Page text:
With a "Juntos con Romney" placard placed strategically behind him, the presidential candidate currently attracting 26 percent support from Latinos told David Gregory he's fighting for "the middle class that have been crushed under this president." But he stumbled when asked if he ever spent time with the unemployed, telling Gregory "Well -- actually -- just -- last night it was. I was with -- a person who is facing some challenges." He was then unable to describe those challenges.
In an interview widely derided for a shortage of follow-up questions, Gregory actually got Romney to make some news. Romney told Gregory he "likes parts of" Obamacare, and that he would leave in place the prohibition against excluding people with preexisting conditions and the policy that lets young adults stay on their parents' insurance policies "up to whatever age they might like," Romney said, rather unbelievably. "I say we're going to replace Obamacare. And I'm replacing it with my own plan. And even in Massachusetts when I was governor, our plan there deals with preexisting conditions and with young people." Ann Coulter has not yet called Romney a "moron" as she did his spokeswoman Andrea Saul when Saul likewise praised Romneycare.
Romney also said "it would be my preference" if Supreme Court justices he appointed "reverse Roe v. Wade." In Tampa, trying to distract from the GOP's horrific antiabortion platform, he ducked the question by saying "it's a matter for the courts," seeming to ignore his role in appointing justices. Romney also pledged to reverse President Obama's decision to provide funding to international groups that use non-U.S. funding to either provide abortion services, or merely mention them as an option for pregnant women (widely known as the "global gag rule" or the "Mexico City rule").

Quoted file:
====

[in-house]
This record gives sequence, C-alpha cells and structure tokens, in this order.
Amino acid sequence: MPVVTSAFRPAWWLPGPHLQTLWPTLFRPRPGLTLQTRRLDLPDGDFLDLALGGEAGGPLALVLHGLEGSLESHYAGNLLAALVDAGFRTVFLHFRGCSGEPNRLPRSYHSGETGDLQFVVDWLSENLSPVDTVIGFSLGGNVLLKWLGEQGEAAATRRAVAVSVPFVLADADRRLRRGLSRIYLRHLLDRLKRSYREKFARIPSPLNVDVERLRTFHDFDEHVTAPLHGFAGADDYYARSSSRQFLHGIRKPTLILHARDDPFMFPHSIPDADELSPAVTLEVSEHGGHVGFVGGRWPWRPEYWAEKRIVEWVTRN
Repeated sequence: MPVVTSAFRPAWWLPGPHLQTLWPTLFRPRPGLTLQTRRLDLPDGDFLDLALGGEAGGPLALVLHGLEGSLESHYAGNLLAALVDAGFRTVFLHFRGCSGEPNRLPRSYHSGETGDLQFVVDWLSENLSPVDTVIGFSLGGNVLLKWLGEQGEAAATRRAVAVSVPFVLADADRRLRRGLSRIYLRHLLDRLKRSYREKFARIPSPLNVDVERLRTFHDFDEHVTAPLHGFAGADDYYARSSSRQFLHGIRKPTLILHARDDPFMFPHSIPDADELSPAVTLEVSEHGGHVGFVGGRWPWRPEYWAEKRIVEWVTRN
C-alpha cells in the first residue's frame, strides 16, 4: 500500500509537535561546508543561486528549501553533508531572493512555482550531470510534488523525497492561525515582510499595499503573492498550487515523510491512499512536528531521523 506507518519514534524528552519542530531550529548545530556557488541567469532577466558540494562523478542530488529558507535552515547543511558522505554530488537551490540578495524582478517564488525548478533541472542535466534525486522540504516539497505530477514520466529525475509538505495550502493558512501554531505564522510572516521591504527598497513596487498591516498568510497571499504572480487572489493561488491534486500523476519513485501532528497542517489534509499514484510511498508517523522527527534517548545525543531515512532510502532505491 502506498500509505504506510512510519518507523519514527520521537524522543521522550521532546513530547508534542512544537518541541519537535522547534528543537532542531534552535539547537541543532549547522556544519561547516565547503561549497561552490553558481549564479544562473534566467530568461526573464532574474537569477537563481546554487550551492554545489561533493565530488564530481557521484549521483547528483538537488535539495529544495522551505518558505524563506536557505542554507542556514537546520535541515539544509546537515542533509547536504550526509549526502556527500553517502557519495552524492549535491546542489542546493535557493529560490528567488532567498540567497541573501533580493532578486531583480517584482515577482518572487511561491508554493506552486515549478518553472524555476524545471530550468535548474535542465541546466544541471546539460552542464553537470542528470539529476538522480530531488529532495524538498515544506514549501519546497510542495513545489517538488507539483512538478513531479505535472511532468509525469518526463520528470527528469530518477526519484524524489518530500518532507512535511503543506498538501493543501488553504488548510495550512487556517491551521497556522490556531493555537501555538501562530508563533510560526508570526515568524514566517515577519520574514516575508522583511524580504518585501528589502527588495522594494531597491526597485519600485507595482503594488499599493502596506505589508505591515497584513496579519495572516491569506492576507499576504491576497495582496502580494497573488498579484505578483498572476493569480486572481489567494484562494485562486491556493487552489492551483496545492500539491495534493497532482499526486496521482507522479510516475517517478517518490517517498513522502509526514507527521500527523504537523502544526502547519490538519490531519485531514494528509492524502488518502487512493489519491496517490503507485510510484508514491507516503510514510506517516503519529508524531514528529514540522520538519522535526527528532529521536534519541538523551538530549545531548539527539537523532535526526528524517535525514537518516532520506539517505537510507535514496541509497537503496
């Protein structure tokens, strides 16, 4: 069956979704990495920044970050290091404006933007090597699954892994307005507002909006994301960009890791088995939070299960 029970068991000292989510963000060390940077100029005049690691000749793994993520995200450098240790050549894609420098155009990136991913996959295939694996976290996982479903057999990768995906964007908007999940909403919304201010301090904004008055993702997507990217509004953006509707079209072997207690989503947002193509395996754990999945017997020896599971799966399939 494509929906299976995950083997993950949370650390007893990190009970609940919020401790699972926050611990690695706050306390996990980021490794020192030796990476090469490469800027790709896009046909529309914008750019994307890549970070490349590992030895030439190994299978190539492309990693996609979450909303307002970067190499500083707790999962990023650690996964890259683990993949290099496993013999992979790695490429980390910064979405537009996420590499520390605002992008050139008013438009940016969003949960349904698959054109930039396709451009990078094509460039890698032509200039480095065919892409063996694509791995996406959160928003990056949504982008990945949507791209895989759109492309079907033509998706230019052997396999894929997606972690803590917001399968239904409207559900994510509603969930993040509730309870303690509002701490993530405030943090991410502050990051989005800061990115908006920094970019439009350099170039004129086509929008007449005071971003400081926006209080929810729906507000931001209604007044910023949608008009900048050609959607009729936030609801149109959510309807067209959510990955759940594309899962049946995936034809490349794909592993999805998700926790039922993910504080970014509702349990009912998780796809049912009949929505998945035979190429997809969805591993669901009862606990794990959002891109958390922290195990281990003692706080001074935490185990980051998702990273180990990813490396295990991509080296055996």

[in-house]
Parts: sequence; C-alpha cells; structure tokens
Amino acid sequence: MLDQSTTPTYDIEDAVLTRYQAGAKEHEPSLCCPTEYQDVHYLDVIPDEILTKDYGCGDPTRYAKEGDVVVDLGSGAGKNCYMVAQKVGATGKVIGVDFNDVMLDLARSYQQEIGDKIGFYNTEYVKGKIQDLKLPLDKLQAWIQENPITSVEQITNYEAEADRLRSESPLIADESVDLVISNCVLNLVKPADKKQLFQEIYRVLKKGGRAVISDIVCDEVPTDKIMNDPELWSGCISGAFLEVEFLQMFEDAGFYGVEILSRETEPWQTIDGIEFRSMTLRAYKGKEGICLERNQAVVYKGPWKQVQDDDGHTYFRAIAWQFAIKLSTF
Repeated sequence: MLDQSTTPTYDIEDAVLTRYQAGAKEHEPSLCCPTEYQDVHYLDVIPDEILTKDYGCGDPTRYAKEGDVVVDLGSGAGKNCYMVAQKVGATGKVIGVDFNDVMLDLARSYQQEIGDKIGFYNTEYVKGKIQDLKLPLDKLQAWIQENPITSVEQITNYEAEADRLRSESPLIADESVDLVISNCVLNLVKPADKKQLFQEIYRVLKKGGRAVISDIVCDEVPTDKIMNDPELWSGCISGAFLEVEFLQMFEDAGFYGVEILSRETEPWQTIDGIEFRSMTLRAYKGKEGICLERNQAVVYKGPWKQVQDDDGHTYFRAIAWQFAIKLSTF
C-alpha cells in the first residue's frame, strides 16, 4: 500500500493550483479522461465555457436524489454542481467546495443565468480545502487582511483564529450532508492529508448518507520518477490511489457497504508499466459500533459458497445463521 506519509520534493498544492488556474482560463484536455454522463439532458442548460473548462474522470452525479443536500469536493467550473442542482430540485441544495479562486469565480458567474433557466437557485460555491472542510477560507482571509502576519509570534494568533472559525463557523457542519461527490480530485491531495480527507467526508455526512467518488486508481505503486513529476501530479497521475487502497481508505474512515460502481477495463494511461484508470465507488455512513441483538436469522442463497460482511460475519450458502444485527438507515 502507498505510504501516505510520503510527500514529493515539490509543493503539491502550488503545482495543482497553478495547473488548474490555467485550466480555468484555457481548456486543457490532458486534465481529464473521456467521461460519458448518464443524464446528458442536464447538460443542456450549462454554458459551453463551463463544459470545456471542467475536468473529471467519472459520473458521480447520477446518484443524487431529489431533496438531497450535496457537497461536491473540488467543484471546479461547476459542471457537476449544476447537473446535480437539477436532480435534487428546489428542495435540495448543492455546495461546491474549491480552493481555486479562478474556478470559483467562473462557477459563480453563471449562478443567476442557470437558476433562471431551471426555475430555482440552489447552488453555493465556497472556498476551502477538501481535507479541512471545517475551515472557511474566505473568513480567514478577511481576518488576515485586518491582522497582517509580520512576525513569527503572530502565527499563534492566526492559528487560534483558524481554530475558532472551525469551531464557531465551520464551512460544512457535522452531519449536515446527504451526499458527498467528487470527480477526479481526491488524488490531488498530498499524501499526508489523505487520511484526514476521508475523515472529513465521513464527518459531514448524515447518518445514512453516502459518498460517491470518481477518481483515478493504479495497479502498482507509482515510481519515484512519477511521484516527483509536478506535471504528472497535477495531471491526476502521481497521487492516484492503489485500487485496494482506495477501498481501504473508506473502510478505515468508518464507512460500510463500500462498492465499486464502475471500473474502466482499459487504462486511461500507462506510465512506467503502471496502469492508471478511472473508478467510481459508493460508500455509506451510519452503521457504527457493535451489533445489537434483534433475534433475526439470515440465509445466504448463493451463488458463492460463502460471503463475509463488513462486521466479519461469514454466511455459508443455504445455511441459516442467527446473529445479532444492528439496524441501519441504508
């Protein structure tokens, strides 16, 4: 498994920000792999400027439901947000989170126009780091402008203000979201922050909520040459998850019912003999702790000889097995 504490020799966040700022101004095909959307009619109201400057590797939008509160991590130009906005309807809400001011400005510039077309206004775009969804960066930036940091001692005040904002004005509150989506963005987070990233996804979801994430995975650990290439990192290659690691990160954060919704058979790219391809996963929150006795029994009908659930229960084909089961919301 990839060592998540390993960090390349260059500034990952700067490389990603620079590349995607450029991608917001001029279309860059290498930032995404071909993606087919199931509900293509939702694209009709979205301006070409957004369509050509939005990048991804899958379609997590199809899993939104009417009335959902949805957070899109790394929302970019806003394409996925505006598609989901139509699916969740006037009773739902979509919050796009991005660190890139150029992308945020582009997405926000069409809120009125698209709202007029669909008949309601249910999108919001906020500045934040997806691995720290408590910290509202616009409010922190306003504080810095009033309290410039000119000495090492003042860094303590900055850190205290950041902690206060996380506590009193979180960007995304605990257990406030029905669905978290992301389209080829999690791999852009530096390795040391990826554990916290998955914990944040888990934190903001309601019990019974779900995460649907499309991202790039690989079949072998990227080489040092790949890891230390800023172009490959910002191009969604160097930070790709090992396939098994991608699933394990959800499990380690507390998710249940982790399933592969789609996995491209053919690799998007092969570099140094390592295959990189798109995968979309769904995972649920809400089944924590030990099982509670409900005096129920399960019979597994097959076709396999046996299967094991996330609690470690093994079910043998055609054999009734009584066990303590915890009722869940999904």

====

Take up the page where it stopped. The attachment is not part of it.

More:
Fiscal hawks should take note: Romney wouldn't commit to balancing the budget until the end of his second term, and maybe even as late as 2023; his running mate Paul Ryan's budget won't balance until 2040. There is a range of opinion on when Obama's plan would balance the budget (and he can't do it without Congress, anyway) but by some projections it's sooner than Romney will. And he attacked the defense-cutting sequestration bill Ryan voted for, insisting that the Republican Party was wrong to make that deal with Democrats.
Other than that, Romney's half-hour with Gregory was like sitting in still-warm reused bathwater, with a film of half-truths and a couple of outright lies in the tub too. Ann Romney was present for the first half, mostly looking on worshipfully. The first spouse to accompany her presidential candidate hubby to "Meet the Press," she wasn't much of a factor, though she pushed back against claims that even after her convention speech proclaimed "I love you women!" people aren't feeling much empathy from her or her husband.